Houston's next move driven by championships after leaving Cage Warriors
Winning titles and proving he is the best welterweight in the world will be the main motivation behind Ross Houston's next move.
The 29-year-old mixed martial-artist announced this week that he has left Cage Warriors and vacated his world championship, but with talks with multiple promotions under way Houston now has a decision to make.
Championships are a strong motivating factor for Houston, which led to him accepting bouts against tricky opponents in his time at Cage Warriors.
It obviously paid off for the former champion, and he always backs himself to win regardless of the opponent.
"I want to get the belts," Houston insisted.
"Even through Cage Warriors, some names were getting offered to me and I was saying yes to any of them.
"Some people thought they were tough fights to take, but my mindset is the strongest part of my game.
"It doesn't matter who's getting put in front of me, my mindset is I'm going to beat them. I back myself to get the job done."
As Houston weighs up his next move, he has been training in Birmingham this week with top UFC welterweight Leon Edwards.
Edwards is number four in the UFC rankings, and is preparing to main event their London next month against number one contender Tyron Woodley.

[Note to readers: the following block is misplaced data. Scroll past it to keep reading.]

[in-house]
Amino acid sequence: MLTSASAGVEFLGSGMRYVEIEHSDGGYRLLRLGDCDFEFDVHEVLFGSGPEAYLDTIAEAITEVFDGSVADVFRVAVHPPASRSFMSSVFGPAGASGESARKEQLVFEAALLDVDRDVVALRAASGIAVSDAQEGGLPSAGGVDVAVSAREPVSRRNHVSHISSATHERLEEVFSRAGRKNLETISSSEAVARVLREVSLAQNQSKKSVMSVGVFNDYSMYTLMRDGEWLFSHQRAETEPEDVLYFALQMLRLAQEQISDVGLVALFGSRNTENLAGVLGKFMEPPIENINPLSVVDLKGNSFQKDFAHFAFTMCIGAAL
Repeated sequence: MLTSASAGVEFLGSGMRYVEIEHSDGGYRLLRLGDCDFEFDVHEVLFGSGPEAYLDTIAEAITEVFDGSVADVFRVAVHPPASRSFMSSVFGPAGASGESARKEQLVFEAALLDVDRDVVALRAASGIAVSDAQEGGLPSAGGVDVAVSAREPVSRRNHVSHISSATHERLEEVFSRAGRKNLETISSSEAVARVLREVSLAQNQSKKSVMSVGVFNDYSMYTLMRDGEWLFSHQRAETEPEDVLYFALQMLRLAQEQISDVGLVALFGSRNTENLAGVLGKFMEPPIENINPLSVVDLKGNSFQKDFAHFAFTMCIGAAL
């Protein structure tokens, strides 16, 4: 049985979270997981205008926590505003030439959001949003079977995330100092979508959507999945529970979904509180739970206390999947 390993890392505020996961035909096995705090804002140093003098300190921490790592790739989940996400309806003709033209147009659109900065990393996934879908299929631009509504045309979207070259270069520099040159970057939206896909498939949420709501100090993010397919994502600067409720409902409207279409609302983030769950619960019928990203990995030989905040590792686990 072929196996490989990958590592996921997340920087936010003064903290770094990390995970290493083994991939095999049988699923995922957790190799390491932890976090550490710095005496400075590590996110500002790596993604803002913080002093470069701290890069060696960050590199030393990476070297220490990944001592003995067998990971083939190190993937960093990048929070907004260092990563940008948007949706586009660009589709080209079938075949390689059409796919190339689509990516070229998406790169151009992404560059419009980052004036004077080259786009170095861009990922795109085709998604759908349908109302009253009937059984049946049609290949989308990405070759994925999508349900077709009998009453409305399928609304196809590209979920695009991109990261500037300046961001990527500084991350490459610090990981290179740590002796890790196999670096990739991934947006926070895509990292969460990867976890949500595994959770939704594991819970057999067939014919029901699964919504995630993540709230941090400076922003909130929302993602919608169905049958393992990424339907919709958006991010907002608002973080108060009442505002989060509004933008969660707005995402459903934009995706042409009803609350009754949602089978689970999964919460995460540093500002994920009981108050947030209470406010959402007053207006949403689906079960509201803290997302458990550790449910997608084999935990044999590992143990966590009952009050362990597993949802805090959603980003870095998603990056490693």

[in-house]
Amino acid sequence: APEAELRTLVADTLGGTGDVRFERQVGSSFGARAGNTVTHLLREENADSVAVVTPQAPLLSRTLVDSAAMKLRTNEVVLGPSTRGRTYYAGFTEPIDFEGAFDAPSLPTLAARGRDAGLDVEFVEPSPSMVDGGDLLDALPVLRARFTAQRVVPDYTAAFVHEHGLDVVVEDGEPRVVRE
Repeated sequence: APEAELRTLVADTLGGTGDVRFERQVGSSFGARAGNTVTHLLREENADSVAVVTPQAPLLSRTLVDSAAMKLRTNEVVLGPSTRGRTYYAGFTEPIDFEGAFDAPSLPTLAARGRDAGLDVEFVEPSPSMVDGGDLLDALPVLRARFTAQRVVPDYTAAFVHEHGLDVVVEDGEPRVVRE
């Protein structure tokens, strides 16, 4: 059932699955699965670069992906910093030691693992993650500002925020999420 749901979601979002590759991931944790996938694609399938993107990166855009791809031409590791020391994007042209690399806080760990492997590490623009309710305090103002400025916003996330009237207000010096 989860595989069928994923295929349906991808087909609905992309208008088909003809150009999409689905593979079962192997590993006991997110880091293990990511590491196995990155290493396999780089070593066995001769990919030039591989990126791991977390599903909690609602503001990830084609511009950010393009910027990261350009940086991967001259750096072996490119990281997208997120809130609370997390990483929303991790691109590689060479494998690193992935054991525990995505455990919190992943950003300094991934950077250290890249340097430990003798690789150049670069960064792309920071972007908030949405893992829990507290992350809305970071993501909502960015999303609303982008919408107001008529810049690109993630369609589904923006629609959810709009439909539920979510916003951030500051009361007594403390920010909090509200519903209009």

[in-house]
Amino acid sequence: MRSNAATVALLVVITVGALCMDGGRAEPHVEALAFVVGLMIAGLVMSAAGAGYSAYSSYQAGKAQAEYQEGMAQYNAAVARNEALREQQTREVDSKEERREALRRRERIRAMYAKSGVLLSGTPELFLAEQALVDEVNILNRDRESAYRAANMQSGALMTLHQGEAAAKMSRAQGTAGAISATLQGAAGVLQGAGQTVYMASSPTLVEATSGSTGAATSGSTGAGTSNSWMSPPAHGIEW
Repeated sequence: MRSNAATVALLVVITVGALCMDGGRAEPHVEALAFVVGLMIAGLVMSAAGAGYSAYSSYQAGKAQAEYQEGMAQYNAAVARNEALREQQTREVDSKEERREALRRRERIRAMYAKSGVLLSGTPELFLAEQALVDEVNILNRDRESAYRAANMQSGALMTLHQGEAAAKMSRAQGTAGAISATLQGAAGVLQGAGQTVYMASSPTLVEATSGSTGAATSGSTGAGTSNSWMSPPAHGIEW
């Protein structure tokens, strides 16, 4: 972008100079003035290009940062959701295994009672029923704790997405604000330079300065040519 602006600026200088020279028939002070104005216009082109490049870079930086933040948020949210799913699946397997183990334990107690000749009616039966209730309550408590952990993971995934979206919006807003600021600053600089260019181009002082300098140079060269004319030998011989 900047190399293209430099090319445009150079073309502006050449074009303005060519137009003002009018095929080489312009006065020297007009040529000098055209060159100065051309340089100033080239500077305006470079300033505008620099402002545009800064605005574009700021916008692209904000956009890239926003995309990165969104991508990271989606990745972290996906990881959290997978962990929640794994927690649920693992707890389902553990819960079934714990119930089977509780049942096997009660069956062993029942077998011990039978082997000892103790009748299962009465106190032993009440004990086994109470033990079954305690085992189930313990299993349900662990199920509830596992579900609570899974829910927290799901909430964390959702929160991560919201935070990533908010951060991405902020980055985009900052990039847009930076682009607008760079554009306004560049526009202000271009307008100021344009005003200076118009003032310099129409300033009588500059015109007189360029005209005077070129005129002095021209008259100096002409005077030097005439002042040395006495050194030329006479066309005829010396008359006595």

The winner will likely be next in line for a title shot, so it has been a very valuable experience for Houston.
"I think it's the best gym in Europe in terms of talent," Houston explained.
"I got some work in with Leon, that was really good because he's been told by (UFC president) Dana White that a win against Woodley will get him a title shot.
"That's the level of guys I want to work with, literally they're a fight off being the best fighter in the planet in my weight class, so it's cool.
"We've picked up some good tips off Leon and everyone down here, Fabian Edwards trains here and Tom Breese does as well.
"They're high level guys, and they're looking sharp as ever. It's always a great experience for me, it's a case of listening twice and speaking once trying to absorb all the information."